The South Asia Alliance for Poverty Eradication (SAAPE), a regional level civil society network encompassing all eight countries of South Asia, welcomes the new constitution of Nepal promulgated on 20th September 2015 by an overwhelming majority (90% votes in favour) of Constituent Assembly members. Although we had witnessed several problems during the constitution making process that the Constituent Assembly of Nepal had encountered, we welcome the result that followed the democratic processes during the constitution drafting and finalisation process. In this context, we express our solidarity with the people of Nepal and the genuine demands of Tharu, Dalit, Women, Janatis and Madhesis, which we urge the government of Nepal, the political parties, and groups that are protesting to settle through peaceful dialogue and by incorporating amendments in the constitution as appropriate.
Nepal has gone through a painful political, socio-economic transition for a genuine change in its society for many years. The ‘Comprehensive Peace Accord, 2006’ which was held between the state and the then CPN (Maoist) had given a big hope for peace, stability and development in Nepal. We recall our solidarity we extended during Jana-aandolan II of Nepal in 2006. The newly promulgated constitution in Nepal has guaranteed a federal, inclusive, secular and republican state and ensured fundamental and human rights including the economic-social and cultural rights of the people.
Immediately after the promulgation of the constitution, Nepal’s southern neighbour- India imposed an unofficial trade and transport embargo. It ‘noted’ but did not welcome the adoption of a constitution by Nepal. This ‘Big-brother’ and interventionist attitude is highly objectionable and unwelcome. That too when the Nepalese government has agreed to consider the genuine issues being raised by the agitating political parties and social groups, and to democratically revise the constitution.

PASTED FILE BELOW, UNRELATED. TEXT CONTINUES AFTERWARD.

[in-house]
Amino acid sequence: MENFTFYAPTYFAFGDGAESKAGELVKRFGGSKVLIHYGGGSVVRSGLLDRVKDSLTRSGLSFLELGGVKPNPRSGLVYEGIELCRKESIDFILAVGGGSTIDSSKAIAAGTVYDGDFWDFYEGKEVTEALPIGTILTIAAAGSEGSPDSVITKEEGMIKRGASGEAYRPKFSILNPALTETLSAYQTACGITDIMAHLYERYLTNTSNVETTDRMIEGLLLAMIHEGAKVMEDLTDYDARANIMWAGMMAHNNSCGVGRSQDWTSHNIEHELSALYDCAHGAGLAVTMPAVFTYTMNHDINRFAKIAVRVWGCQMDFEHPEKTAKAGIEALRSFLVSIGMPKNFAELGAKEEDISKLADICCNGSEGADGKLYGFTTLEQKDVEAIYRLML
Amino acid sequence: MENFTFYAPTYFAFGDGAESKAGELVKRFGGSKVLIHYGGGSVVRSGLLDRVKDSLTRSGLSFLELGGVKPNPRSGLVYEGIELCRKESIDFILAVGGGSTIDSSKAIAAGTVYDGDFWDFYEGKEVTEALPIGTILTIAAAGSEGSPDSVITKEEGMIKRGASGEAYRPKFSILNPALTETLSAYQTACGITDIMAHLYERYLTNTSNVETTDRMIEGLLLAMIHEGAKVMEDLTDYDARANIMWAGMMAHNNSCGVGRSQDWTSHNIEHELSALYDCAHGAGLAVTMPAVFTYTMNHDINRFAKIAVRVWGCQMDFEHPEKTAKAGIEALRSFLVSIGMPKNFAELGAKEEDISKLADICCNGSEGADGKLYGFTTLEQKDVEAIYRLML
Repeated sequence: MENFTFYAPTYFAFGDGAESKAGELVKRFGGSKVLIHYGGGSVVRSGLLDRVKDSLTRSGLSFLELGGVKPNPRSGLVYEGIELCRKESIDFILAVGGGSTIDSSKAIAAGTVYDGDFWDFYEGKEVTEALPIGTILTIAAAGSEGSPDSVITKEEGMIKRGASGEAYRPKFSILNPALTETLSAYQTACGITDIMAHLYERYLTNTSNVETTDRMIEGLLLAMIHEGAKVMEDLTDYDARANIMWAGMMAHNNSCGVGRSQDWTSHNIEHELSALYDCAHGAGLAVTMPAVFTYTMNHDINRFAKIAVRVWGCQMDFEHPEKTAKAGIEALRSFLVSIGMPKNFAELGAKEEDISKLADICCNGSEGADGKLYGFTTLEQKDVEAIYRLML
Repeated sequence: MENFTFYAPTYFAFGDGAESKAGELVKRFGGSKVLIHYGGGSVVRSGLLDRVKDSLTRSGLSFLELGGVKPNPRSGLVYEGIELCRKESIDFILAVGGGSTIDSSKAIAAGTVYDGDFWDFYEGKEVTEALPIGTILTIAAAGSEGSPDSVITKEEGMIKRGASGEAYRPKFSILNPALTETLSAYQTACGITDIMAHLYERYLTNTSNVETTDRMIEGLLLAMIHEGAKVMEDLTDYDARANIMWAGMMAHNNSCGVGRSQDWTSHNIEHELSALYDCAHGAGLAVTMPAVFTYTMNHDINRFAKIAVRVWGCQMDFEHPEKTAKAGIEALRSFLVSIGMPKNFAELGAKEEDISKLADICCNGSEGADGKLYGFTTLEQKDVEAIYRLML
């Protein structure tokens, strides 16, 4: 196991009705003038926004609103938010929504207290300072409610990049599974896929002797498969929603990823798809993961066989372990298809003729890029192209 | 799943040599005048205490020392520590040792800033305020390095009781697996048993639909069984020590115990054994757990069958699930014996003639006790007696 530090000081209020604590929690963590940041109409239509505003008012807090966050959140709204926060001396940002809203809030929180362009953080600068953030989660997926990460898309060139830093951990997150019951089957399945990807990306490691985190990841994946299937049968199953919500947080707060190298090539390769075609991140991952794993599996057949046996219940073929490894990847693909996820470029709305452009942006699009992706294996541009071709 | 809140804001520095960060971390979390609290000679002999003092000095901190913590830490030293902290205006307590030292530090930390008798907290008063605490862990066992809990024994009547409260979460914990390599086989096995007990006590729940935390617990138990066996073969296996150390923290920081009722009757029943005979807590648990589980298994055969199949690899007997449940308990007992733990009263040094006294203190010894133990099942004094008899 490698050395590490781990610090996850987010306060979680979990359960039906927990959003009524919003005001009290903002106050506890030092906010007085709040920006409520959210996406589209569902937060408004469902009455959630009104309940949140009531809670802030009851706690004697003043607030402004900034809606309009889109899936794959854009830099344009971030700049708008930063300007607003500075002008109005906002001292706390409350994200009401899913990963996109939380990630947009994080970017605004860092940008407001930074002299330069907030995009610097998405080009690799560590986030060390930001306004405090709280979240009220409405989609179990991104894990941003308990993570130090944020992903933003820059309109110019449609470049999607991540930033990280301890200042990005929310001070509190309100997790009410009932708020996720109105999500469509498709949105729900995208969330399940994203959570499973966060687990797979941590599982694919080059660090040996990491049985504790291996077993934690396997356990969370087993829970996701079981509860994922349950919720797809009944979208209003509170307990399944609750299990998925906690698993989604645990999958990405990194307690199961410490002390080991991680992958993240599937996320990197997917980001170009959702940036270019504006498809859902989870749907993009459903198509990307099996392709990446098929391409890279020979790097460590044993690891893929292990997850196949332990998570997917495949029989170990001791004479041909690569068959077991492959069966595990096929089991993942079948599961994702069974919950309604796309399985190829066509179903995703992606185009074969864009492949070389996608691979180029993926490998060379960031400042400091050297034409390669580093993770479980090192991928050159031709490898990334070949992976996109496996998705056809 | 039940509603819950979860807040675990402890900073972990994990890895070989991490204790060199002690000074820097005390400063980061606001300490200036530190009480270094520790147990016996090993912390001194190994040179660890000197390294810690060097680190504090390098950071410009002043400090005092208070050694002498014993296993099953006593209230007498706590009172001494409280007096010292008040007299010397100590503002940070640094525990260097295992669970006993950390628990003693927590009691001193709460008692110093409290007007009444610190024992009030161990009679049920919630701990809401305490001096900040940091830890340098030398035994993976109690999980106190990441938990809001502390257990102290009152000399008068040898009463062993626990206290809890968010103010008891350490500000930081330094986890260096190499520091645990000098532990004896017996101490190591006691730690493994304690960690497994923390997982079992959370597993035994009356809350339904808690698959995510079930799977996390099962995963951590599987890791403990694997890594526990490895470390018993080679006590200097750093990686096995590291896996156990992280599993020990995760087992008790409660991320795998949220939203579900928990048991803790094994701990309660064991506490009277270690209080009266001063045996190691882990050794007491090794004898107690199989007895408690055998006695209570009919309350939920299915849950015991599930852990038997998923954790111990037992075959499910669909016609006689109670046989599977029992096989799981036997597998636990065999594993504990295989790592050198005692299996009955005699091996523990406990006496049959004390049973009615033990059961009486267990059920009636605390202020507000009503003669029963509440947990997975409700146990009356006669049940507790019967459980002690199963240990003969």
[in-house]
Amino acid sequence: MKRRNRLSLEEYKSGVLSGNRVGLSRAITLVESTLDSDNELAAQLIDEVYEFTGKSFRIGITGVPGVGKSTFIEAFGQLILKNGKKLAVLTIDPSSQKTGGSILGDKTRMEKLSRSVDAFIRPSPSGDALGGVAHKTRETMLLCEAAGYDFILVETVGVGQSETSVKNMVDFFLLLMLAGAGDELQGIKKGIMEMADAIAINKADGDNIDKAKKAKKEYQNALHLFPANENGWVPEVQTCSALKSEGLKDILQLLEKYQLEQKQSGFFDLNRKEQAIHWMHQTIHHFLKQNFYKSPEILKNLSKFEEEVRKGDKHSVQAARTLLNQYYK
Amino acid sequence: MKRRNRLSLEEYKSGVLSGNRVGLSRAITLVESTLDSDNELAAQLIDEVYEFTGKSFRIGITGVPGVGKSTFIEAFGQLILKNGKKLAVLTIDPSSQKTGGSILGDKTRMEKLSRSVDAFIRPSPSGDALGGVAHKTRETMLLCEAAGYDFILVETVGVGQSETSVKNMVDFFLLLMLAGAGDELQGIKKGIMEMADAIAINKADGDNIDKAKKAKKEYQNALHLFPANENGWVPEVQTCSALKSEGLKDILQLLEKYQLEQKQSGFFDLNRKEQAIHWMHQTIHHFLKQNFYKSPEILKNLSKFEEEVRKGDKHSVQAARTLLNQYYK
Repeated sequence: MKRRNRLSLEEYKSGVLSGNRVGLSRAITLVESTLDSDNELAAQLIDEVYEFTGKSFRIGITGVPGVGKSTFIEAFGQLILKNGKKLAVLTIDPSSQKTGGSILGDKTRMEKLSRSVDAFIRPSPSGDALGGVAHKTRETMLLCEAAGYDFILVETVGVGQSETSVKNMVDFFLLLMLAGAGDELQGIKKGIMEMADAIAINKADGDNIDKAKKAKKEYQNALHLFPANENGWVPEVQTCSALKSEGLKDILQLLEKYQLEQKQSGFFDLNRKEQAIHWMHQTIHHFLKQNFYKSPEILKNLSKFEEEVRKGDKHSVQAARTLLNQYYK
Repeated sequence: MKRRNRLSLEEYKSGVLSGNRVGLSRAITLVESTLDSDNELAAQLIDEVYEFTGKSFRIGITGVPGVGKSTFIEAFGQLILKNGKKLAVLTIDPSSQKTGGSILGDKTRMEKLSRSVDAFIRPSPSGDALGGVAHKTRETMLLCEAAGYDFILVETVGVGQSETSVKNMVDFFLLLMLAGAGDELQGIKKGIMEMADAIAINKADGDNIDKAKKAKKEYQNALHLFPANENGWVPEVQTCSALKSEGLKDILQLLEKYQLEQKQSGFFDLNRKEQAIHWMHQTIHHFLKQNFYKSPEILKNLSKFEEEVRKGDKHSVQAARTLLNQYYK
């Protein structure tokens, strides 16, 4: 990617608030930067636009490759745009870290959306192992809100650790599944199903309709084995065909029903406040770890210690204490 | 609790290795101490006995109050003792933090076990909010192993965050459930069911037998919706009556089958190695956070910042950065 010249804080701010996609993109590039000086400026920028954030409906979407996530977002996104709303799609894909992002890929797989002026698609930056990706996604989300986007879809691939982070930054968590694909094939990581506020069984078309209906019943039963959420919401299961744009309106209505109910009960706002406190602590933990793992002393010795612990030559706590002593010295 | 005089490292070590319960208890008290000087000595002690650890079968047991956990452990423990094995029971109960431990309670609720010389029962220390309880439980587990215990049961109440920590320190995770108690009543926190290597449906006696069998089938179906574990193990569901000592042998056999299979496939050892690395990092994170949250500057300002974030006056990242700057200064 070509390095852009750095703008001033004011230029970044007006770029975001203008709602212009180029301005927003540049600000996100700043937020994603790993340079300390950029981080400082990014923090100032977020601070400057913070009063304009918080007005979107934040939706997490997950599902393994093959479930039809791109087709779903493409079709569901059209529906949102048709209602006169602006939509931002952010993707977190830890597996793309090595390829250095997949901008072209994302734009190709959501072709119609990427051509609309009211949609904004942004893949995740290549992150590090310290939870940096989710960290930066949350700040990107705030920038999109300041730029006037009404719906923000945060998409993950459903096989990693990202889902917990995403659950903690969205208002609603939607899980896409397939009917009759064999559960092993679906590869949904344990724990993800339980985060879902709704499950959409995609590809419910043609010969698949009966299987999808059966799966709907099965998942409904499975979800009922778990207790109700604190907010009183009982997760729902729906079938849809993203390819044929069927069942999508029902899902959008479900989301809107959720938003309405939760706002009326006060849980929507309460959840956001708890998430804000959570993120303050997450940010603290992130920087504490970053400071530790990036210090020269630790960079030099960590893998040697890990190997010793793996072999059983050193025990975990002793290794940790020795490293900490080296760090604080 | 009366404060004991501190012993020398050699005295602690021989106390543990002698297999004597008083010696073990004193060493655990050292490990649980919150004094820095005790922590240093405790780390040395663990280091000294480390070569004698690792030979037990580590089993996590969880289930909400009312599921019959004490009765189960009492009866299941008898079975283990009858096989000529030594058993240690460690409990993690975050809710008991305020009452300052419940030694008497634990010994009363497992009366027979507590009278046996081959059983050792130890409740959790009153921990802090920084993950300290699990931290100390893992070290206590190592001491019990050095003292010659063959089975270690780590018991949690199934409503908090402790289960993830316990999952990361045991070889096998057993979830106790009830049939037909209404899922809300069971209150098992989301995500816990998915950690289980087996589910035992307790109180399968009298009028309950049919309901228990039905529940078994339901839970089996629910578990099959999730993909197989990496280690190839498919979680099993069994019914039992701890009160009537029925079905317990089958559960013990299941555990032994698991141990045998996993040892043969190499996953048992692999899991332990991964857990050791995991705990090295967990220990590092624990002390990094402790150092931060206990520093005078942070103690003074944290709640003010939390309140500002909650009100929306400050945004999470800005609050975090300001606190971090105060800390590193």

The undeclared blockade imposed by India on all goods at the Indo-Nepal border has led to severe difficulties for the common people of Nepal to go about their normal lives. This act of collective punishment is deplorable and it is totally against the concept of a South Asian Free Trade Area (SAFTA) 2004; and other agreements such as, Indo-Nepal Treaty of Peace and Friendship- 1950; Motor Vehicle Agreement among Bangladesh, Bhutan, India and Nepal (BBIN)- 2015; Convention on Transit Trade of Land-locked States (1965) and United Nations Convention on the Law of the Sea.
We deplore the Government of India’s arm-twisting tactics and, we further demand that the Government of India to stop punishing the common people of Nepal and immediately withdraw the blockade and make a public commitment not to repeat such an action in the future. It is incumbent upon the Government of India to respect the sovereignty of Nepal and let the Nepali people and the Government of Nepal handle their internal issues amongst themselves and act to promote peace and harmony in the region instead of harassing its neighbours and interfering in their internal matters.